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Young Slovaks are self-confident

SLOVAK university students and graduates think they have a lot to offer to prospective employers, according to the First Steps into the Labour Market survey, carried out among students across central Europe by accountancy firm Deloitte. It polled students and graduates, most of them studying business, in 11 countries. The Pravda daily reported that usually, it is people in their thirties who have high self-esteem concerning their professional skills.


SLOVAK university students and graduates think they have a lot to offer to prospective employers, according to the First Steps into the Labour Market survey, carried out among students across central Europe by accountancy firm Deloitte. It polled students and graduates, most of them studying business, in 11 countries. The Pravda daily reported that usually, it is people in their thirties who have high self-esteem concerning their professional skills.


Pravda quoted social analyst Sylvia Porubänová as saying that low self-evaluation only affects middle-aged and elderly people and is connected with lower education. Young people have been raised in a different environment and conditions, she added.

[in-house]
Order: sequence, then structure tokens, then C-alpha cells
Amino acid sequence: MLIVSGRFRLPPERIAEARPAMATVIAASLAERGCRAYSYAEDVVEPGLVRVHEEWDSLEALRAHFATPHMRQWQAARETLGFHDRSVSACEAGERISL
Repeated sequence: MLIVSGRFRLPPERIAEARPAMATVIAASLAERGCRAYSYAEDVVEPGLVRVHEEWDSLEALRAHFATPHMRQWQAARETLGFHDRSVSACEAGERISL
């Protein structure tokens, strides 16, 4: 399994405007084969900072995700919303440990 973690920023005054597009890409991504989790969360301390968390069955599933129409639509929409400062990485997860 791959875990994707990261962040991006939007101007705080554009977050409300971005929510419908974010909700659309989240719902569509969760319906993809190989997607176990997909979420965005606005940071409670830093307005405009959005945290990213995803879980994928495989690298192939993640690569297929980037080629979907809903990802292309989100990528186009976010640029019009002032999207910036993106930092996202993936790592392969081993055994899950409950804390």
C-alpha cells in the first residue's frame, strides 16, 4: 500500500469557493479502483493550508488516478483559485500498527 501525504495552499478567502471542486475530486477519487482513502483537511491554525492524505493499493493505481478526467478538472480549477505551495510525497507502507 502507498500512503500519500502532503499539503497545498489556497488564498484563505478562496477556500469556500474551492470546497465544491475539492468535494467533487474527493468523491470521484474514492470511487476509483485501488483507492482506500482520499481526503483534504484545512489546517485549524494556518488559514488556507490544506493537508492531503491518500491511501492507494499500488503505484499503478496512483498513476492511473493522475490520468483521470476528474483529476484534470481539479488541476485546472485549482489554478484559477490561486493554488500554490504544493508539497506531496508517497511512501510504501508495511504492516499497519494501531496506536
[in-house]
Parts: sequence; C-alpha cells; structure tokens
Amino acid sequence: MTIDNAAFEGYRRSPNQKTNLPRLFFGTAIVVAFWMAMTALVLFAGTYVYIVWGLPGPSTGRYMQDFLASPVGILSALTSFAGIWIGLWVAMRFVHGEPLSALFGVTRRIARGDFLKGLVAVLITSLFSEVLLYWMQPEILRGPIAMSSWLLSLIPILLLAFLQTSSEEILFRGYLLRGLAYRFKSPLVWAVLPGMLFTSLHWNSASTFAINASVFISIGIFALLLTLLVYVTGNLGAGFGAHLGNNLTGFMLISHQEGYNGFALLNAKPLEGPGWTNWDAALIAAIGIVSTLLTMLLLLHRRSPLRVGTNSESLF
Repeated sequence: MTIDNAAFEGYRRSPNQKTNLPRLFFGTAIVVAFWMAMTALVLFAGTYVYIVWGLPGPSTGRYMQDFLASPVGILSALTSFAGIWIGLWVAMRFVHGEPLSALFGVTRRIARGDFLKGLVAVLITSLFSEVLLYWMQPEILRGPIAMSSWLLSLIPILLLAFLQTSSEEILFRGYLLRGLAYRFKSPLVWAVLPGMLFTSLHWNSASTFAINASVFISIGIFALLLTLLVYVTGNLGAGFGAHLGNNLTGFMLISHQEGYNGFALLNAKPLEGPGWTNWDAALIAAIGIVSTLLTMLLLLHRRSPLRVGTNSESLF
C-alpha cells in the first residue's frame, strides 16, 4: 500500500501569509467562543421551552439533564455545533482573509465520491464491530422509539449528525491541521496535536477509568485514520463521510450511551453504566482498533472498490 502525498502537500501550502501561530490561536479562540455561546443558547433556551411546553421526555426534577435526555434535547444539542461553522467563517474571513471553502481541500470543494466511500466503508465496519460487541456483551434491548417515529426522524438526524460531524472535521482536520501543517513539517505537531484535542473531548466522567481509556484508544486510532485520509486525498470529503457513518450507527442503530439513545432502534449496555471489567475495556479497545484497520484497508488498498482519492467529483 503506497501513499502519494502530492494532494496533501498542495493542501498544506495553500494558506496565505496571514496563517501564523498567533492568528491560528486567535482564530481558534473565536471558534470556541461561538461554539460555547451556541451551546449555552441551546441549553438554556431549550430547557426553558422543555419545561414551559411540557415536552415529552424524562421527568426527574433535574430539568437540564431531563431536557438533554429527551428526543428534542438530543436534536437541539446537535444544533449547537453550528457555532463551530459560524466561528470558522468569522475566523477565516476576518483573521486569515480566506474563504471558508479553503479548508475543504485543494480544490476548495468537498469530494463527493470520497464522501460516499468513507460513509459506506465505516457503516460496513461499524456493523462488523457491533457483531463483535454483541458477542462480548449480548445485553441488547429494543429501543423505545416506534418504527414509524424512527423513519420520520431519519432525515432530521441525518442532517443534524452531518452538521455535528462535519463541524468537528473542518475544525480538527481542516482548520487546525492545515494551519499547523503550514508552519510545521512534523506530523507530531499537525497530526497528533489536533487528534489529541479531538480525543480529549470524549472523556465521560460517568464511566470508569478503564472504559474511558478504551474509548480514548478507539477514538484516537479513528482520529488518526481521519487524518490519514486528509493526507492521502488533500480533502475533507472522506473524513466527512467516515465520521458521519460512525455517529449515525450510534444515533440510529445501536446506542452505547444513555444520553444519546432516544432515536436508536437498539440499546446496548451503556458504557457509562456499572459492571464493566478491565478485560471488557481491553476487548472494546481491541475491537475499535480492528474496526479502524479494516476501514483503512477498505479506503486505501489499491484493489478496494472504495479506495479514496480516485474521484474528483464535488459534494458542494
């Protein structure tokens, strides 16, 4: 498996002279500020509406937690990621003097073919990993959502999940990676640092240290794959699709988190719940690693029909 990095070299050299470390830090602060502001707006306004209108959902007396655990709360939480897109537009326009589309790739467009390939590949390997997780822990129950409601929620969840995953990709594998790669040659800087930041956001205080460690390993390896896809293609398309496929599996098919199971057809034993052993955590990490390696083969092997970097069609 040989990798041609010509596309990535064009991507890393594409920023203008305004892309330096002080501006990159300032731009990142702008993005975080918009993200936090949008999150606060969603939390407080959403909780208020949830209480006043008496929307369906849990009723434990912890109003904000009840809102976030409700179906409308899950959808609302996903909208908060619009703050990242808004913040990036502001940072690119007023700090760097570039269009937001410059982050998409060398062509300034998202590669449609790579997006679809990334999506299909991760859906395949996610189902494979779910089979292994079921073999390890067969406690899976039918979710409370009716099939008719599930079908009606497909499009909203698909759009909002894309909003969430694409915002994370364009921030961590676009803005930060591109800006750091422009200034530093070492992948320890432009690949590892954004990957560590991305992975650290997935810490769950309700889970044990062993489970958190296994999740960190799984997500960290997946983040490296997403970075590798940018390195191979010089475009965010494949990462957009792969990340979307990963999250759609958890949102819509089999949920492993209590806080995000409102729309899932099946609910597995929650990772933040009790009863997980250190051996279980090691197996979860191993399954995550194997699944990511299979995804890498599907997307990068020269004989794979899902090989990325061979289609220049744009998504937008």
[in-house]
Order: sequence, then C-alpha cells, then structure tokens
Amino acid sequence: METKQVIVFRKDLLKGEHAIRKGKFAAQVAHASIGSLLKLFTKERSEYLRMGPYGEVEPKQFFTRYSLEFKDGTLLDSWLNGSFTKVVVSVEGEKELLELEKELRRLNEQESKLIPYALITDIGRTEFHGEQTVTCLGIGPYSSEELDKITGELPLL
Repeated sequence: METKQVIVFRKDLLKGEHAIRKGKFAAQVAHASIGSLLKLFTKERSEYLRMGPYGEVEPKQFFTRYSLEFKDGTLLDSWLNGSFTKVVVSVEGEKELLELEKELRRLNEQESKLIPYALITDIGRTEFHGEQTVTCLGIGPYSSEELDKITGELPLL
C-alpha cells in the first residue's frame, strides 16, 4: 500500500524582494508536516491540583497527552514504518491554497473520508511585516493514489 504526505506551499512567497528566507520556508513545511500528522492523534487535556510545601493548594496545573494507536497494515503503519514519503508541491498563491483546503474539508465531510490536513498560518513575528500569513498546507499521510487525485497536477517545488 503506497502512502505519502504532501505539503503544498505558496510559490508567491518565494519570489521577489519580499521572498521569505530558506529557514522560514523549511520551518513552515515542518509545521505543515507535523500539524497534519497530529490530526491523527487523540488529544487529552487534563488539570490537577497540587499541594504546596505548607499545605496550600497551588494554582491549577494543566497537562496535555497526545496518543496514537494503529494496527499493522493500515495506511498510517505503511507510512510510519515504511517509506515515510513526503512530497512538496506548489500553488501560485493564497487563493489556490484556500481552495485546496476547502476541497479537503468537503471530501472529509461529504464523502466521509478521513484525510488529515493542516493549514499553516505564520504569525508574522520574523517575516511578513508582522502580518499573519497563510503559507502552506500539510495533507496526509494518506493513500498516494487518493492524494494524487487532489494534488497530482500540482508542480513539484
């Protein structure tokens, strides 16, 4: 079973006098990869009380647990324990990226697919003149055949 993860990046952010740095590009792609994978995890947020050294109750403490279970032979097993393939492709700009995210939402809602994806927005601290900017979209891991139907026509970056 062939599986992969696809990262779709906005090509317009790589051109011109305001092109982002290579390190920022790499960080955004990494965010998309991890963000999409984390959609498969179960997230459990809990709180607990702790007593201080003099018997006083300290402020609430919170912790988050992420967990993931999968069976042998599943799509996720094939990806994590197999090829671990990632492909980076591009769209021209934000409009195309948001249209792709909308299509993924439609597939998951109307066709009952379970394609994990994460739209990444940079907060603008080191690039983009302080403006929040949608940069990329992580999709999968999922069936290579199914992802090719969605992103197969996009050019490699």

“The current generation of university students has ... high to excessive self-confidence,” Porubänová said. “They have the same way of living as their foreign peers and sometimes they lack self-reflection, which is linked with lack of life experiences.”


As for salary, graduates in Slovakia said they would like to get €767 net as their initial monthly salary, €150 more than two years ago. The average Slovak net salary for 2012 was €622. Slovenians expect the highest monthly net salary, €1,007, followed by Czechs with €880 and then Slovaks.

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